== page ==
Figure 2: HSQC of NR at 37 °C (red) compared with the HSQC of NR at 4 °C (black).

Figure 3: Residues whose backbone amide temp. dependence could be followed by NMR, color-coded according to the lowest temp. at which they retained a unique persistant conformation.

Significance of protein dynamics to the broad substrate repertoire of nitroreductase.

Protein dynamics is widely held to be essential for catalytic activity however the nature and magnitude of the contribution remains poorly understood. We propose that increased protein dynamics provides a rapid means of expanding the substrate specificity of an enzyme without changing the nature of the reactivity. Thus existing enzymes could be recruited in nature, and in practice, to perform new tasks by increasing protein flexibility. We are studying nitroreductase (NR), which was cloned from bacteria growing in a weapons storage facility, and can reduce nitrated aromatics rapidly. This reactivity is presumed to represent a recent adaptation, whereas the enzymes’ ability to reduce quinones is believed to represent the ancestral physiological role of this enzyme. NR displays pronounced, widely-distributed intermediate time-scale dynamics at room temperature that is suppressed at 2 °C, and NR also undergoes a significant conformational change upon substrate analog binding, based on X-ray crystallography. Therefore, we propose that catalytic turnover involves protein dynamics. We will use NMR measurements of 15N and 2H nuclear spin relaxation rates to evaluate the timescale vs. magnitude of motions throughout NR and a homologous enzyme from an extreme thermophile. For NR, we will determine whether the temperature profile for NMR-detected dynamics parallels that for catalytic activity (it does not correlate with protein denaturation). We will do the same for the hyperthermophile to learn whether its higher temperature optimum for activity is associated with a similarly shifted profile for protein dynamics. If so, we will be able to identify a single temperature corresponding to a low-temperature for the thermophile but a high one for NR, and perform a detailed characterization of dynamics to identify differences between the two enzymes that would therefore be related to any differences in their temperature dependencies of activity.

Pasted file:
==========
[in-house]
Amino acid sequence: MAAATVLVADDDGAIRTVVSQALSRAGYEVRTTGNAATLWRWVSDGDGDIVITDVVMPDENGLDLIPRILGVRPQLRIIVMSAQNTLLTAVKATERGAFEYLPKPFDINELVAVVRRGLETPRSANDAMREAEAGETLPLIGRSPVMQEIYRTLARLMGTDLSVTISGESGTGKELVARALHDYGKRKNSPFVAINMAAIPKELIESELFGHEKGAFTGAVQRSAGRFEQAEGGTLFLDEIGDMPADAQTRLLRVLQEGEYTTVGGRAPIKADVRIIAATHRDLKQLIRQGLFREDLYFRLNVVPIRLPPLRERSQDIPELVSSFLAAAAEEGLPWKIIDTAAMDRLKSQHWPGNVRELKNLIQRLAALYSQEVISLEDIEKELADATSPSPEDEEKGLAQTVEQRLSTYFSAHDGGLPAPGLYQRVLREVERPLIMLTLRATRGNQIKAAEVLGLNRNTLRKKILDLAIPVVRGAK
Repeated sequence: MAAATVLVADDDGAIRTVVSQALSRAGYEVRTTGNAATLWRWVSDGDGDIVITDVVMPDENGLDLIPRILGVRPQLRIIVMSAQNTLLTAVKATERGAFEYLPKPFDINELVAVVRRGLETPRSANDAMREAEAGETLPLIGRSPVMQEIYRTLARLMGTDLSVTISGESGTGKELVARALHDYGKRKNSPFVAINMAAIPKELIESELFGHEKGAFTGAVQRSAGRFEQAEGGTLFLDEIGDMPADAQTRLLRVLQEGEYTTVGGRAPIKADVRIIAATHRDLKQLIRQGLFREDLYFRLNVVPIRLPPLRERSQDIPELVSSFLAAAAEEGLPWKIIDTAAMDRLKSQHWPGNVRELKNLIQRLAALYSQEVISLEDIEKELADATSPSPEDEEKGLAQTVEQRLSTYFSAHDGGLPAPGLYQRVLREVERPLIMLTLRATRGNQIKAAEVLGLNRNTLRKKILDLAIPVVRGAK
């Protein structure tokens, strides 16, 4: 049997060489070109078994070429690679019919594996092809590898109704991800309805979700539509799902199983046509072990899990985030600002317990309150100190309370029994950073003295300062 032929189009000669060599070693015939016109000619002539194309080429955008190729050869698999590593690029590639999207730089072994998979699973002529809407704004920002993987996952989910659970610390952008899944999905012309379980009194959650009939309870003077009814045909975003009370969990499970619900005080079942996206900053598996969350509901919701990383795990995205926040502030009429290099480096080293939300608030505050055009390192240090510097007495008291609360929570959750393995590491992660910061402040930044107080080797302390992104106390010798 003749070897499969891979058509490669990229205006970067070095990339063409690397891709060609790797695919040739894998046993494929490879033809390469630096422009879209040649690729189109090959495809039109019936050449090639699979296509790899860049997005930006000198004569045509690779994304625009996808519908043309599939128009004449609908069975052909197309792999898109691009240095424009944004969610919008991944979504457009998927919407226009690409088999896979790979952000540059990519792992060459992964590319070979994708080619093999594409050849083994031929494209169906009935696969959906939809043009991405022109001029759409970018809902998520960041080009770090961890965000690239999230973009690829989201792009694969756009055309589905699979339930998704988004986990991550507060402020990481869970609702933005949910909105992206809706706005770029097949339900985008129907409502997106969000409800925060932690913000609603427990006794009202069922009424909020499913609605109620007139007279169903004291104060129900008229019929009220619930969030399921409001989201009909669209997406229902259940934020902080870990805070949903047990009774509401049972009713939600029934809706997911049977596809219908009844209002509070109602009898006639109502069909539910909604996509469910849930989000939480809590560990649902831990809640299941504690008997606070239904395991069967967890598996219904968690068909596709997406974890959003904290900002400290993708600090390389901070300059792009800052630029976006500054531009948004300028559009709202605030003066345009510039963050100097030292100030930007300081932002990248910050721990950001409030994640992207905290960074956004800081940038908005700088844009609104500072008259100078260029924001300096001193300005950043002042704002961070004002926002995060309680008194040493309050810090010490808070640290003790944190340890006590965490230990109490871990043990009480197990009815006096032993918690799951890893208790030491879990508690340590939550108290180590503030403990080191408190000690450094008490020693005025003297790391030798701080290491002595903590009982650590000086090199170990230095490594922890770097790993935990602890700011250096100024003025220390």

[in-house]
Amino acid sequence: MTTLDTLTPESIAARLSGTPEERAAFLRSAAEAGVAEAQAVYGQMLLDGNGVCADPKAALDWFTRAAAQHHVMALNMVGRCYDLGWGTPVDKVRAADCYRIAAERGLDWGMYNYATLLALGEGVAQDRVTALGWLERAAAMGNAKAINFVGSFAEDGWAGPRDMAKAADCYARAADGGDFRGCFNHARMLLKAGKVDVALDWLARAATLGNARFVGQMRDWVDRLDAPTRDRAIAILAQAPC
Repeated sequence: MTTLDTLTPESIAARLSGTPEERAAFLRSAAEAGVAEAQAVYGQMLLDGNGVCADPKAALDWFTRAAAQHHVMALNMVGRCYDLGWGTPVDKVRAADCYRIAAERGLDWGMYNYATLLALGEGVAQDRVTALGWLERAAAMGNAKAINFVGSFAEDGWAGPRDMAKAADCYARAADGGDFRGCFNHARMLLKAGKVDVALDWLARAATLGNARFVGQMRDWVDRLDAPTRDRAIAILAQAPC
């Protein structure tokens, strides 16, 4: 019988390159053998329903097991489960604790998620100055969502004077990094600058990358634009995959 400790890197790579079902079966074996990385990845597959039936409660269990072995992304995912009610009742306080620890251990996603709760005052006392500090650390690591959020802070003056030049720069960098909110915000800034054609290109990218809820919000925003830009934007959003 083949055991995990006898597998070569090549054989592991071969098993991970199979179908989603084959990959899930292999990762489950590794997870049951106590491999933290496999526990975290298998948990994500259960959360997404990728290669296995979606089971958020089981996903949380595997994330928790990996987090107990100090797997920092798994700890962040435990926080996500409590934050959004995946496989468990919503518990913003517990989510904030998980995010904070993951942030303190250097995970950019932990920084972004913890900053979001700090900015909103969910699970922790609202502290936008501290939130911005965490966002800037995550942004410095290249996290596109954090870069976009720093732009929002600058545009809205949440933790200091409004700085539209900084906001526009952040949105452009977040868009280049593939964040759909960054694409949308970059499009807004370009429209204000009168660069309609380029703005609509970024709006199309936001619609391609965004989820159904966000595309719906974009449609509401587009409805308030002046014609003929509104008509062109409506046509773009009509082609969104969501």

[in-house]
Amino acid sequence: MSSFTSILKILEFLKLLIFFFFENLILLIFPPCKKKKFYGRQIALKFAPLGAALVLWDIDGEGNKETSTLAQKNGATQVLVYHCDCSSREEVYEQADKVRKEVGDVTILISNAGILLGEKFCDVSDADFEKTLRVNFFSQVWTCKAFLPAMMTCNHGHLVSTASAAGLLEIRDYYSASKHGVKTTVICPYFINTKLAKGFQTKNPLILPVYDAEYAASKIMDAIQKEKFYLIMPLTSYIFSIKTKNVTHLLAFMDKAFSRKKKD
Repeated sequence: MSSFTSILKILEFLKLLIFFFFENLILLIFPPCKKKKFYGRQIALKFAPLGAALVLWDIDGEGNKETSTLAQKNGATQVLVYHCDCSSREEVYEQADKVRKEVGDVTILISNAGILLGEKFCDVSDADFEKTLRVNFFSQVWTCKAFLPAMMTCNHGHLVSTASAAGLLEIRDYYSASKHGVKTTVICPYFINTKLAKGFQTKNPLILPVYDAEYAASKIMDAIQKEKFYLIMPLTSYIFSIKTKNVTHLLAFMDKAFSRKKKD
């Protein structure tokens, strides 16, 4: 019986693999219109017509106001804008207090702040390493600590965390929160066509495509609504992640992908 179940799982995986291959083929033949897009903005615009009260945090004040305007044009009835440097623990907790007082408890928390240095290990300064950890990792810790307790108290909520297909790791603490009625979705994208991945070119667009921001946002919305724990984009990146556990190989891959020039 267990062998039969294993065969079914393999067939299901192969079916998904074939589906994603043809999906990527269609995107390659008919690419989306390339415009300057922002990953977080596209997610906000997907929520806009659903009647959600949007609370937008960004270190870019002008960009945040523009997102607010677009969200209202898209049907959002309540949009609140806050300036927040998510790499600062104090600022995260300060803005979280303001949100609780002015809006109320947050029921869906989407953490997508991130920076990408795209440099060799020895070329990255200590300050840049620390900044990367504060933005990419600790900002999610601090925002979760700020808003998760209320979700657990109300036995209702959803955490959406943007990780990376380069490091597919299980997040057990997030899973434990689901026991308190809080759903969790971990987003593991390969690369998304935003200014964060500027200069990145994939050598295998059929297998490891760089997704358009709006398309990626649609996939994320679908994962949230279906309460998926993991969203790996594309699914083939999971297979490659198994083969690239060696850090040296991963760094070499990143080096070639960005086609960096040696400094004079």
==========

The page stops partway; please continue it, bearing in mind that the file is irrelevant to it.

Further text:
Thus, these studies will test a relationship between dynamics and activity, per se. We will test our hypothesis that dynamics expands the substrate specificity by comparing the temperature profile of activity with respect to a quinone substrate (one for which the enzyme was presumably optimized) with the profile for a nitrated aromatic (a presumed recent addition to NR’s repertoire). Thus, we will determine whether or not increased dynamics relaxes NR’s substrate specificity.

Specific hypotheses arising from these characterizations will be tested by mutating implicated residues, especially residues that distinguish NADOX from NR and studies involving the use of chaotropes.

 

last updated: May, 2008 comments: send email to Cungen 
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